This week, Joe is reeling from the outcome of the merger but he emerges with a bit of hope.
I hope you’re enjoying reading this story as much as I’m enjoying writing it. It will be fleshed out and eventually become a book. I’m just not sure how much longer it will wind along the road before I find some kind of resolution.
If you want to catch up on the previous installments of this serial, you can click on these links:
The trip back to the hotel was surreal. Since the revelation that Johnny Provenza would be overseeing the business, he felt a tightness in his chest that wouldn’t go away. His brother Mike looked like he had been punched in the gut as well. Joe felt this present timeline closing in on him. All the positives, his better standard of living, his family’s fortunes and his parents still being alive, were like thin veneer covering on rotting wood underneath. Joe now knew that this timeline was a disaster. His successful business was going into the hands of his rival from the original timeline. His father, though still alive, was debilitated. This was taking a toll on his mother. Then there was Beth. She was happily in the arms of someone else. He had no chance of getting her back. In fact, his drive to make the business a success had ensured that they had never been married or even had a relationship.
These thoughts continually ran through his mind as he, Mike and Tim Clayborn went through checked in. They were staying at the Westin in Times Square. Even though the hyperactivity and noise of New York City was going on around him as he exited the town car and entered the hotel, Joe heard and saw none of it. He had a single thought, where was the stadium seat? Joe knew that this timeline was not the path he wanted his life to take. Provenza had been nothing but cordial at the meeting, but the spiders…those spiders Joe felt when they shook hands, that feeling told him all that he needed to know about the future.
“Joey, what’s our next step?”
Joe heard the question, but it was like someone shouting to him at the bottom of a well. He was so immersed in thought.
“Joey. Are you okay? What’s our next step? Joey.”
Joe snapped out of his trance when he realized his brother was speaking to him.
“Mike. I don’t know. I just don’t know.”
“That son of a bitch wants to get back at us. I know he thinks his father’s death was due to us decimating his business. He blames us for that, not their poor service. He should maybe consider that the vast quantities of scotch that his father drank might have been a contributing factor,” Mike said. He was angry and Joe understood why.
“Mike, I know they hold us responsible,” Joe guessed. “Tim, is there anything we can do to kill this merger,” he asked the attorney, already knowing the answer.
The attorney seemed to squirm just a bit.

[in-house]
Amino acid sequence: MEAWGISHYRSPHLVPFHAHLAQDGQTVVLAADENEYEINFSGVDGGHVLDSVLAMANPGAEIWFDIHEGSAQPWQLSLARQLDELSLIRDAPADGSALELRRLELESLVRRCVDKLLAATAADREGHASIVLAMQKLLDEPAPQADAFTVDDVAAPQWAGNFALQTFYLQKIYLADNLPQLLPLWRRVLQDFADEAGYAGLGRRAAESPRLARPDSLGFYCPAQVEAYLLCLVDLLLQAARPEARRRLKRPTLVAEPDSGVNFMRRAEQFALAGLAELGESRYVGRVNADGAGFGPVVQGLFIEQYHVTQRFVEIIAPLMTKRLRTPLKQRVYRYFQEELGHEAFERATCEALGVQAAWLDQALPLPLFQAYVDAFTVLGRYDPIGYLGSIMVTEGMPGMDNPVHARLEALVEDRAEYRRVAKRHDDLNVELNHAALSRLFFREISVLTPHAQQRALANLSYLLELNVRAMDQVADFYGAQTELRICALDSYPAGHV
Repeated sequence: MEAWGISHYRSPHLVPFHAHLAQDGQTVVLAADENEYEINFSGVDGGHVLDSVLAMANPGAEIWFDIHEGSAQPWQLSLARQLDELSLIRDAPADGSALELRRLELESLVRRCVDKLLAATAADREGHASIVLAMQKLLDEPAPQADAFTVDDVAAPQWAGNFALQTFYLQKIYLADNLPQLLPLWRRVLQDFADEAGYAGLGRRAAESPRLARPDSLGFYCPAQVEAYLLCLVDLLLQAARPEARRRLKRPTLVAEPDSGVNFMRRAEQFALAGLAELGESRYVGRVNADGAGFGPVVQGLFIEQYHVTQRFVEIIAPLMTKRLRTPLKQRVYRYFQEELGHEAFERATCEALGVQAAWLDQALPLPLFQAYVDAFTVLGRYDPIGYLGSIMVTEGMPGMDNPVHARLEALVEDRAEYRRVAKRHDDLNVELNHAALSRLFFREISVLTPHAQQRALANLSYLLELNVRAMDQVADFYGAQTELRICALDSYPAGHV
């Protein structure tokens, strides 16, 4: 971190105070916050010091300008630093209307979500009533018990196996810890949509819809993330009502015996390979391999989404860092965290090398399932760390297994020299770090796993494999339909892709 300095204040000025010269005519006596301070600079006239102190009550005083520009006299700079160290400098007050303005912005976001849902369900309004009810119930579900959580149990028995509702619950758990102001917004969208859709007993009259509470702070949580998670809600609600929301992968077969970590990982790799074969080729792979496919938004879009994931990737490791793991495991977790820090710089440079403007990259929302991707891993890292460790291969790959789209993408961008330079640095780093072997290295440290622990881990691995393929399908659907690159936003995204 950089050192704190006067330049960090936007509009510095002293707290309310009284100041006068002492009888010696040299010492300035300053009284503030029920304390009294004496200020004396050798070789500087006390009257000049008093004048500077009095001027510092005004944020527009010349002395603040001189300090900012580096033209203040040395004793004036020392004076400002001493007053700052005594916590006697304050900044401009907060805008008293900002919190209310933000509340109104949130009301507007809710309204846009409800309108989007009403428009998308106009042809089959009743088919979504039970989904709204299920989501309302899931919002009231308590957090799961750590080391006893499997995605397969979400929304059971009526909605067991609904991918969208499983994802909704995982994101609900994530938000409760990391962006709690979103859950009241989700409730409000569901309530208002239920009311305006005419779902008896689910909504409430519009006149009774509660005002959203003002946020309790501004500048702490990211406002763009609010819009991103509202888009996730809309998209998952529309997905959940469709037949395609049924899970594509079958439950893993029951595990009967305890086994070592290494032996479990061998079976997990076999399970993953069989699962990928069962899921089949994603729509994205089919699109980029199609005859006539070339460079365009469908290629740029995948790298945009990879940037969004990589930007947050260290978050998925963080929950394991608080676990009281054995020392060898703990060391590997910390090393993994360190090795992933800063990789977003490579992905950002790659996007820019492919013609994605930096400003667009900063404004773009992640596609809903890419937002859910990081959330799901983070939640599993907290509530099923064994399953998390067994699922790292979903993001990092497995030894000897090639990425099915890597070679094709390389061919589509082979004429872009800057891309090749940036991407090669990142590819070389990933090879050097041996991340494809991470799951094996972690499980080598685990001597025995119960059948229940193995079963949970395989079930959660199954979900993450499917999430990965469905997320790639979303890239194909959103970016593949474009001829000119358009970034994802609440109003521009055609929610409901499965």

“There was no right of refusal clause in the merger agreement regarding the managing partner. We just assumed it was going to be one of the principal partners. There was nothing stopping them from using someone else or bringing in a new player to manager your firm.”
“Why didn’t we include that? Weren’t you looking out for our interests or do you still have loyalty to the Provenzas?” Joe asked, his anger rising. “Did you know this was going to happen?”
Clayborn at first seemed to stagger from the question, but his lawyerly hubris took over and he took on a look of indignance.
“That’s ridiculous. How would I have known. Besides, what’s the big deal. Provenza knows his stuff. He might actually be good for your business.”
At that moment, Joe had the answer to his question. Clayborn had been in on it. Provenza had likely helped orchestrate this entire merger as a way of avenging his father. This revelation was just another nail in the coffin of this timeline.
As they stood in the lobby of the hotel, Joe knew what he had to do.
“Tim, as of this moment, you are no longer the attorney for McClean and Associates.”
An uncharacteristic smile rose on the attorney’s face.
“Well, Mr. McClean, that is one provision that was in the merger agreement. No principal of or significant provider to the firm can be terminated without the approval of the managing partner. Mr. Provenza needs to approve my termination. Shall I call him, or would you like to?”
Joe came as close to punching someone as he ever had in his life. His brother Mike sprung from the chair in the lobby and lunged toward Clayborn. Joe caught the movement out of his eye and intervened just before his brother connected.
“Mike, he’s not worth it. He’ll just sue you and make things worse.”
Mike considered Joe’s words and settled down.
“I think we can consider dinner as cancelled tonight. I don’t feel much like celebrating,” Joe said.
“That’s fine,” Clayborn said. “I can find something else to do. I’m actually staying in the city for a few more days.”
“So, you can plot with Provenza?” Mike asked.
Clayborn just smirked and walked away toward the bar. Joe and Mike headed for the elevator. F, O and M had put the brothers up in a two-bedroom suite on the top floor of the hotel. They rode the elevator to the 45th floor and walked in silence toward the room. The room had a brass plaque on the door that read “Empire Suite”. When Joe opened the door, a wide wall of windows overlooking the Manhattan skyline greeted him. It was beautiful, but he wasn’t in the mood to enjoy it. He put down his overnight bag and settled into the couch in the suite’s sitting room. Mike sat down opposite him in an extra-wide chair.
“How did this happen, Joey?” Mike asked.
“I didn’t see it coming. It’s my fault, Mike.”
“No, it’s not. Clayborn was supposed to represent us and our best interests.”